Drugs and Health Products
The purpose of this notice is to clarify Health Canada’s interpretation and expectations for all matrix-based stability experiments [that is (i.e.) Long term, Freeze-thaw and Bench top] conducted during bioanalytical method validation.
It has come to the attention of Health Canada that some companies conducting the analysis of bioanalytical samples have used unacceptable procedures during the validation of the analytical method. Specifically, during tests of the stability of drug in biological matrix, some companies have employed the procedure of subjecting only one bulk Quality Control (QC) sample at each concentration to the stability conditions and taking multiple aliquots from that sample. This practice produces repeated measurements from a single replicate, but does not produce multiple replicates of the storage conditions. Therefore, it provides limited (i.e., N = 1) information regarding the effects of the storage conditions on accuracy and no information on the effects of the conditions on the variability of the drug concentration. Any variability in the repeated measurements of a single sample results not from the storage conditions, but from observational error (i.e., variability inherent to the analytical method). This is not considered to be sufficient evidence of stability.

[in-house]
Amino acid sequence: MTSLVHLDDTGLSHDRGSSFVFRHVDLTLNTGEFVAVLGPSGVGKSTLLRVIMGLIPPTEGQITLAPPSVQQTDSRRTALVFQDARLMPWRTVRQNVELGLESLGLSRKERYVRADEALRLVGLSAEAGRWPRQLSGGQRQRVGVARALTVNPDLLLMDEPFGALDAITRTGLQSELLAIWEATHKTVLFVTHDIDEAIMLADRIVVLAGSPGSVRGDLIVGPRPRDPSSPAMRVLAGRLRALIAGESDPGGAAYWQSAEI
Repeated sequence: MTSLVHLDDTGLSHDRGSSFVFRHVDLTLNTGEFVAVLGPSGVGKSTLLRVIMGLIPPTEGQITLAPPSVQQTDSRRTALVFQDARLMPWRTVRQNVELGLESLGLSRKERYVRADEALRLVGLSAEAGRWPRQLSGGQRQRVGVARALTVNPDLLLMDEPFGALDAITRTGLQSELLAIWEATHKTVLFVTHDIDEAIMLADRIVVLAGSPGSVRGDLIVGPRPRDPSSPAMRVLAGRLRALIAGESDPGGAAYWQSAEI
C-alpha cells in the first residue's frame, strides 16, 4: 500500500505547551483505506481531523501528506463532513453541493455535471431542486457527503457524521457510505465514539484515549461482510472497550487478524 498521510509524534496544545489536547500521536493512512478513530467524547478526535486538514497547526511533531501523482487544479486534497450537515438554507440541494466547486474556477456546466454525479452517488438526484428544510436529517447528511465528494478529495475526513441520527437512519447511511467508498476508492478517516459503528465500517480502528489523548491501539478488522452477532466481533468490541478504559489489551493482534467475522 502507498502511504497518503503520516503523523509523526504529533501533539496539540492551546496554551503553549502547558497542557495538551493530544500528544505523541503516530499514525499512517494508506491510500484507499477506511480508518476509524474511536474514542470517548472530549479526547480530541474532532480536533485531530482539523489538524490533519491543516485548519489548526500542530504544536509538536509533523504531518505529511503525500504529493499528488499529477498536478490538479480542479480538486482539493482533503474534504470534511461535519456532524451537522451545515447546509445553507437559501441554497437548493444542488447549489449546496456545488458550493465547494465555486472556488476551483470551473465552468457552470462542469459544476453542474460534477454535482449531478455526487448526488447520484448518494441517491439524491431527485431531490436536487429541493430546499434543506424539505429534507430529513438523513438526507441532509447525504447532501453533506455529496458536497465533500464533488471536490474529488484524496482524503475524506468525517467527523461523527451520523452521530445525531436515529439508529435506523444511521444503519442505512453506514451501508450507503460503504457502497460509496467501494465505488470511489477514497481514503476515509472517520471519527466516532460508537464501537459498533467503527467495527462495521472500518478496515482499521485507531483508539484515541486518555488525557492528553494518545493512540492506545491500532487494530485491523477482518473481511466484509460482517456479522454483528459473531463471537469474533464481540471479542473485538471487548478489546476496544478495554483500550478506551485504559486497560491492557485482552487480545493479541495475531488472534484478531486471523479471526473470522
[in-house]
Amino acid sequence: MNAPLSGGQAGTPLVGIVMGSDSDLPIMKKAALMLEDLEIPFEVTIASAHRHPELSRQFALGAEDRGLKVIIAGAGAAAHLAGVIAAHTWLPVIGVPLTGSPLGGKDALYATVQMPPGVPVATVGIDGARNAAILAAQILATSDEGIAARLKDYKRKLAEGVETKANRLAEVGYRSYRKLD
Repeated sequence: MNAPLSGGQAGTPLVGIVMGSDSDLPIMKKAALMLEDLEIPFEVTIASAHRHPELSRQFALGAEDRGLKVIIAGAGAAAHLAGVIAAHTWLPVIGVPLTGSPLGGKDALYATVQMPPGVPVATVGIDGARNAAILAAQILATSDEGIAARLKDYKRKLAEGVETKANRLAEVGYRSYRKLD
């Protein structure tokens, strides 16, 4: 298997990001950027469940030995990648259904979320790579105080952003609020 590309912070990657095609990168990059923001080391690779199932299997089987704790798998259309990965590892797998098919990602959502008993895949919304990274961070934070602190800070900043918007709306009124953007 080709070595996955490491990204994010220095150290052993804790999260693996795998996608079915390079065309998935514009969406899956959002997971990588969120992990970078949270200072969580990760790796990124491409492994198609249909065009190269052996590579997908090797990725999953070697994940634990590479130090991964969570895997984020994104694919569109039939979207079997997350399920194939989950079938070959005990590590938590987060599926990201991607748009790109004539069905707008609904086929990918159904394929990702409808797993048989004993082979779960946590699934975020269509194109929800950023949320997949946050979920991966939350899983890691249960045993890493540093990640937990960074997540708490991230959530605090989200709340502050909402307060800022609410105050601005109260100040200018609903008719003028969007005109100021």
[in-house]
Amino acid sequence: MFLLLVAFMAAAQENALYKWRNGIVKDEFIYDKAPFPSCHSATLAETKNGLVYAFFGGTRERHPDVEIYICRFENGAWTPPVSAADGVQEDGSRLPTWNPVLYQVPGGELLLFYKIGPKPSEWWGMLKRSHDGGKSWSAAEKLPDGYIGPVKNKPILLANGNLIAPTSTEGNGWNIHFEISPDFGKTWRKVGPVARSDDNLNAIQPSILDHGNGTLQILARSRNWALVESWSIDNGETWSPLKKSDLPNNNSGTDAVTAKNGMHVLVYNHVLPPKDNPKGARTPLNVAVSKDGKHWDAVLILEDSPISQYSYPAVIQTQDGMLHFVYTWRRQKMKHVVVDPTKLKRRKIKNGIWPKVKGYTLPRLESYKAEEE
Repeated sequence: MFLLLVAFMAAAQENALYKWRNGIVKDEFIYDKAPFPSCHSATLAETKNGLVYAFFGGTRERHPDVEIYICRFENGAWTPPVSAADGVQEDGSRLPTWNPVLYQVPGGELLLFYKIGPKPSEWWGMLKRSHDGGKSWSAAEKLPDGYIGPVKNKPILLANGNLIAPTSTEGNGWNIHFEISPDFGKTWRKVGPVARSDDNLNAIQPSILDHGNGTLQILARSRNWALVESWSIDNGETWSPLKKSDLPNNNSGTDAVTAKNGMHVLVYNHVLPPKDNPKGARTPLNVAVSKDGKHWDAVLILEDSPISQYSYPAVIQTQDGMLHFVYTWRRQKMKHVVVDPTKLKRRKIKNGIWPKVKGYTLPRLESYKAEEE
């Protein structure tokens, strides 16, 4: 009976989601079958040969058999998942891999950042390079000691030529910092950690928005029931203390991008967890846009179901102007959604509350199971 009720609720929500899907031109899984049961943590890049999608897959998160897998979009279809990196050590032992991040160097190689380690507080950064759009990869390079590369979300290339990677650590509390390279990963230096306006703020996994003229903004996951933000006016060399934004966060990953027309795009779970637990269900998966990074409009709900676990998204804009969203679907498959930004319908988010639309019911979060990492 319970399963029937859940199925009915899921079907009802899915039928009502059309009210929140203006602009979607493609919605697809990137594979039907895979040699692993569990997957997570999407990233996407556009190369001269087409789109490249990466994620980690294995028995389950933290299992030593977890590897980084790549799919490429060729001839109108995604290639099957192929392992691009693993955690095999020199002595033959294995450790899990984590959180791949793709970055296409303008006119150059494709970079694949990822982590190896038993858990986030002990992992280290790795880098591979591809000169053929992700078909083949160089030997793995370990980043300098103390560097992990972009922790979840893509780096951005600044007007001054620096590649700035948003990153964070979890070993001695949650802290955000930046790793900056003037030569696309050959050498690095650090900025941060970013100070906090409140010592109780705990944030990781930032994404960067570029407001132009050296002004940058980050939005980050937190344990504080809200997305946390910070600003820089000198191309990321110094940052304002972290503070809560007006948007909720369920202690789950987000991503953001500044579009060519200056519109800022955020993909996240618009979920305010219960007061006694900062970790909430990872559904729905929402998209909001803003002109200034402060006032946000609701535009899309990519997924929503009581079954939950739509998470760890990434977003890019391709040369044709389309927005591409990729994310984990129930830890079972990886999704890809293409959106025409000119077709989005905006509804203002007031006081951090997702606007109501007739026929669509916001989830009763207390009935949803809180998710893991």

Any scientific study of the effects of an independent variable on a given outcome requires appropriate replication to determine a precise estimate of the effect. In analytical method validation, the purpose of stability studies is to evaluate the effect of storage conditions on the accuracy and variability of the drug concentrations in biological samples. This assessment requires multiple replicates of the storage conditions (i.e., separate tubes each containing a pre-specified concentration of drug in relevant biological matrix). Therefore, in the case of stability experiments, sets of low and high QC samples, consisting of multiple replicates at each concentration, should be aliquoted prior to the stability experiment and a minimum of three samples should be subjected independently to the stability conditions that are to be evaluated.
The Health Canada Guidance for Industry Conduct and Analysis of Comparative Bioavailability Studies (2012) stipulates that the principles and procedures for bioanalytical method validation and analysis of study samples described in the European Medicines Agency Guideline on bioanalytical method validation should be followed. While guidance documents such as these are not intended to and cannot enumerate all important aspects of good scientific practices, Health Canada nevertheless expects sound scientific practices and experimental design to be applied in studies submitted in support of drug submissions.
For all method validations where only one tube of test QC samples at each concentration was subjected to the stability conditions, the validation is considered deficient. In these cases, an amendment to the validation report will be requested that includes stability experiments conducted using sets of low and high QC samples aliquoted prior to the stability experiment and all samples subjected to the given stability conditions independently prior to processing.